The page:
After returning your children to your ex after a visitation, she informs you that she’s planning on moving and taking the kids with her. Or maybe you receive an official written notice in the mail. No matter how you are given the news that your children may be moving farther away from you, it’s normal to be worried about how you are going to maintain a relationship with your children.
It’s important for noncustodial parents — or those who have joint custody — to understand that they have options. If your ex is planning a significant move to another city, state or even country, it may be possible to ask the courts to intervene if you believe that the move is not in the children’s best interests or will negatively affect your ability to maintain your current visitation schedule.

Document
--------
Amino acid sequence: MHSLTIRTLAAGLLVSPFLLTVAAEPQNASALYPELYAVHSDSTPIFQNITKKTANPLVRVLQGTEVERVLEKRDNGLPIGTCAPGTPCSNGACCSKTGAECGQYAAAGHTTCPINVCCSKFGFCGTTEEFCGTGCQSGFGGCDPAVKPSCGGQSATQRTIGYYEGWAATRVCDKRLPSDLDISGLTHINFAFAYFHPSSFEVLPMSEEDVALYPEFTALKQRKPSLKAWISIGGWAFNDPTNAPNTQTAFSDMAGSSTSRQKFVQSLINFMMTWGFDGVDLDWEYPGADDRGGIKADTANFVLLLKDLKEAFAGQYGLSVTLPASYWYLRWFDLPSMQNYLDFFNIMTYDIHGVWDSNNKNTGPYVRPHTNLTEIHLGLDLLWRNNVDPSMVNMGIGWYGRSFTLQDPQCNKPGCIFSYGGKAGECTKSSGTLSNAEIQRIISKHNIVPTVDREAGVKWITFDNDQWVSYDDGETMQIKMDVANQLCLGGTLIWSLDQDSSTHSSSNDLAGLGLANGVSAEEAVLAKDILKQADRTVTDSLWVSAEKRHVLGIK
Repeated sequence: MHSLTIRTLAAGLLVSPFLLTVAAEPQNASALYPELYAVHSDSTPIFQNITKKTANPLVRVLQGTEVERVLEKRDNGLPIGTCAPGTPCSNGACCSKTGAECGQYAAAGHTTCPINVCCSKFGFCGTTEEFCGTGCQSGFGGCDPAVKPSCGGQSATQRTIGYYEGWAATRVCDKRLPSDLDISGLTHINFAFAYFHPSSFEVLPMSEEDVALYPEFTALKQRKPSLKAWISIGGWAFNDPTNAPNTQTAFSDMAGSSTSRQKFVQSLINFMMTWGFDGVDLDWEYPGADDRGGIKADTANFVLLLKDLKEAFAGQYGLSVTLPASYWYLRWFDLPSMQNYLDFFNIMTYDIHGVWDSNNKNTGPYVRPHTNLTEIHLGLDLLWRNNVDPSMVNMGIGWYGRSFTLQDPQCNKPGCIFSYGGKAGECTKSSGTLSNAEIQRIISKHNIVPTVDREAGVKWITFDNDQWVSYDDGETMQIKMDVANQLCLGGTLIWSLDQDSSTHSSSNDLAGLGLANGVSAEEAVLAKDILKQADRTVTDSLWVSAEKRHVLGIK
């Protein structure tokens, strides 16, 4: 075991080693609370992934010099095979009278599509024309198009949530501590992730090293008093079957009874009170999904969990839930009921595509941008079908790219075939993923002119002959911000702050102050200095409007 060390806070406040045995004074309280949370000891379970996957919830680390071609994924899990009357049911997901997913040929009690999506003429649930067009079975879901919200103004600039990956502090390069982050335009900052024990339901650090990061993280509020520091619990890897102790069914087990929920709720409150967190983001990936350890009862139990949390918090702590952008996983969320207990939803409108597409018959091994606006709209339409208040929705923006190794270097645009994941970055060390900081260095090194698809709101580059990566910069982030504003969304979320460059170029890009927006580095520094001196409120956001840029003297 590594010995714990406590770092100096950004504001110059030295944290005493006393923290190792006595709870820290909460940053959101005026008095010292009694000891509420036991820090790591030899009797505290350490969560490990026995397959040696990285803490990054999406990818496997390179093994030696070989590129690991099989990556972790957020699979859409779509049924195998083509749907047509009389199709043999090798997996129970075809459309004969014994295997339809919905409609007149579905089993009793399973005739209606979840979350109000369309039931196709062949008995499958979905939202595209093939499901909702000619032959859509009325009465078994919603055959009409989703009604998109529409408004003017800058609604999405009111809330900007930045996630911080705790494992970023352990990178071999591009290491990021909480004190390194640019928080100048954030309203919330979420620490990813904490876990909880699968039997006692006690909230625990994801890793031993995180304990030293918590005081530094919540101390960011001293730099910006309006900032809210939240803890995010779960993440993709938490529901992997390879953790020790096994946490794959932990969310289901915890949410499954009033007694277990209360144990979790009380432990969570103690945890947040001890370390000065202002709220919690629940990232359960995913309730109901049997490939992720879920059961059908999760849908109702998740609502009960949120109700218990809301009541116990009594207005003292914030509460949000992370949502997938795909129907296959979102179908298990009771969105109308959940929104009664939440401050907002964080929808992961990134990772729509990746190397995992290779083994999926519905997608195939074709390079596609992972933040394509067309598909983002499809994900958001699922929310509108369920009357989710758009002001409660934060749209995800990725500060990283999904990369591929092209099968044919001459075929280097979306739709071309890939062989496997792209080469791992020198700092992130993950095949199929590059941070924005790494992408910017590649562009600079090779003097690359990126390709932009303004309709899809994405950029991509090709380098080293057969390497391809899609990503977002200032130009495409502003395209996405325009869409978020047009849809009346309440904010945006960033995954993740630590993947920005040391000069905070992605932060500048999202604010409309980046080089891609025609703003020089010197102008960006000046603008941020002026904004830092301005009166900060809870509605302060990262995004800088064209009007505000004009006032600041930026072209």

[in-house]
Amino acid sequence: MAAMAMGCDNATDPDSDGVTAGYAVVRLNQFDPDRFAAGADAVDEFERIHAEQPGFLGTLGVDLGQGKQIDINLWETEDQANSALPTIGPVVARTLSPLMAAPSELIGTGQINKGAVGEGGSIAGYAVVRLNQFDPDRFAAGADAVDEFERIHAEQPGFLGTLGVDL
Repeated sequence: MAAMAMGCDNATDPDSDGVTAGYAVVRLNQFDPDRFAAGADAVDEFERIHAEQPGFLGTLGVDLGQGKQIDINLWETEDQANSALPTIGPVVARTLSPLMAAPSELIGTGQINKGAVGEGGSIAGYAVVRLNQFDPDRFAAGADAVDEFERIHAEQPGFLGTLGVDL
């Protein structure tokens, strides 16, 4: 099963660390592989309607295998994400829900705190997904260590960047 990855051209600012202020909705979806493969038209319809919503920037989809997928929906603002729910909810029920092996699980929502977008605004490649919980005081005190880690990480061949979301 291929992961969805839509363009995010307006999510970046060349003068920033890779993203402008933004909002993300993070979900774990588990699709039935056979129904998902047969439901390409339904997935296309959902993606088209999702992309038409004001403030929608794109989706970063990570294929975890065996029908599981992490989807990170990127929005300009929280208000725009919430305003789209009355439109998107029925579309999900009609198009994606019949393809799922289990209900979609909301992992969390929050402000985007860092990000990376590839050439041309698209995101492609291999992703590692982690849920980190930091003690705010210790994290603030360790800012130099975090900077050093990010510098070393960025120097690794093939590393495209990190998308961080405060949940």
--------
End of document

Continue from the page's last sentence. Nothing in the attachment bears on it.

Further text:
In most cases where the new residence is a significant distance away, the courts agree to modify the visitation schedule, or the custody arrangement if the court decides the move would harm the children. However, long-distance visitation schedules can still result in seeing your children less frequently. It can be very difficult to get the courts to prevent the custodial parent from moving entirely, but it is possible in some situations.
If you are concerned about your ex’s plans to move, the first step is to talk with an attorney and try to understand the reasoning behind the move. It may be possible for you and your ex to work out a new visitation schedule that is agreeable to both of you, in which case the courts would likely agree to make it official. If not, an attorney can help you understand how to begin asking the courts to intervene.